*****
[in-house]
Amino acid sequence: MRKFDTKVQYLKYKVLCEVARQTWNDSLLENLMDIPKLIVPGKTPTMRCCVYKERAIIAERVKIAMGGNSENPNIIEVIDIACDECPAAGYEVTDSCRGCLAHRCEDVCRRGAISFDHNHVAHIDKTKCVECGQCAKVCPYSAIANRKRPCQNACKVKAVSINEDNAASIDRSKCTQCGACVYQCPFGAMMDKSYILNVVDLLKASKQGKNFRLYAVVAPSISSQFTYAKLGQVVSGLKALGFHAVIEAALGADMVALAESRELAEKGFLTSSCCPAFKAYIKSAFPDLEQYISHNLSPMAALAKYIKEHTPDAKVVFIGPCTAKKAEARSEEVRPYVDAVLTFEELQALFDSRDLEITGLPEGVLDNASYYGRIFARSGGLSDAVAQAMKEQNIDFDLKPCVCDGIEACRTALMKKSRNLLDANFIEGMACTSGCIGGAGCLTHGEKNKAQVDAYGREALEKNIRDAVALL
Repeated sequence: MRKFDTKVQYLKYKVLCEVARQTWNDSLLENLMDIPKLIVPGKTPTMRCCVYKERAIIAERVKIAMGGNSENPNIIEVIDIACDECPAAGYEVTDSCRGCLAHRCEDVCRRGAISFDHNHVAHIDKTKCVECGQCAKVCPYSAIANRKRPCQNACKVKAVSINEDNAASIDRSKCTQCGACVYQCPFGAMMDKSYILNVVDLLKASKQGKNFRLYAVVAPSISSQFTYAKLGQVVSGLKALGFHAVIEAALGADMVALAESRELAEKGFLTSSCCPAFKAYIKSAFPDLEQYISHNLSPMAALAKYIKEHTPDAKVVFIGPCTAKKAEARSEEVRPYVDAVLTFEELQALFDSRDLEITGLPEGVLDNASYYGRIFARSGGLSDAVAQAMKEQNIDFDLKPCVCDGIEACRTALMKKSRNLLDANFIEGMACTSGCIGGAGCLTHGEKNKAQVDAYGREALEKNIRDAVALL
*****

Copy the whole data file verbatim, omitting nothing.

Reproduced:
[in-house]
Amino acid sequence: MRKFDTKVQYLKYKVLCEVARQTWNDSLLENLMDIPKLIVPGKTPTMRCCVYKERAIIAERVKIAMGGNSENPNIIEVIDIACDECPAAGYEVTDSCRGCLAHRCEDVCRRGAISFDHNHVAHIDKTKCVECGQCAKVCPYSAIANRKRPCQNACKVKAVSINEDNAASIDRSKCTQCGACVYQCPFGAMMDKSYILNVVDLLKASKQGKNFRLYAVVAPSISSQFTYAKLGQVVSGLKALGFHAVIEAALGADMVALAESRELAEKGFLTSSCCPAFKAYIKSAFPDLEQYISHNLSPMAALAKYIKEHTPDAKVVFIGPCTAKKAEARSEEVRPYVDAVLTFEELQALFDSRDLEITGLPEGVLDNASYYGRIFARSGGLSDAVAQAMKEQNIDFDLKPCVCDGIEACRTALMKKSRNLLDANFIEGMACTSGCIGGAGCLTHGEKNKAQVDAYGREALEKNIRDAVALL
Repeated sequence: MRKFDTKVQYLKYKVLCEVARQTWNDSLLENLMDIPKLIVPGKTPTMRCCVYKERAIIAERVKIAMGGNSENPNIIEVIDIACDECPAAGYEVTDSCRGCLAHRCEDVCRRGAISFDHNHVAHIDKTKCVECGQCAKVCPYSAIANRKRPCQNACKVKAVSINEDNAASIDRSKCTQCGACVYQCPFGAMMDKSYILNVVDLLKASKQGKNFRLYAVVAPSISSQFTYAKLGQVVSGLKALGFHAVIEAALGADMVALAESRELAEKGFLTSSCCPAFKAYIKSAFPDLEQYISHNLSPMAALAKYIKEHTPDAKVVFIGPCTAKKAEARSEEVRPYVDAVLTFEELQALFDSRDLEITGLPEGVLDNASYYGRIFARSGGLSDAVAQAMKEQNIDFDLKPCVCDGIEACRTALMKKSRNLLDANFIEGMACTSGCIGGAGCLTHGEKNKAQVDAYGREALEKNIRDAVALL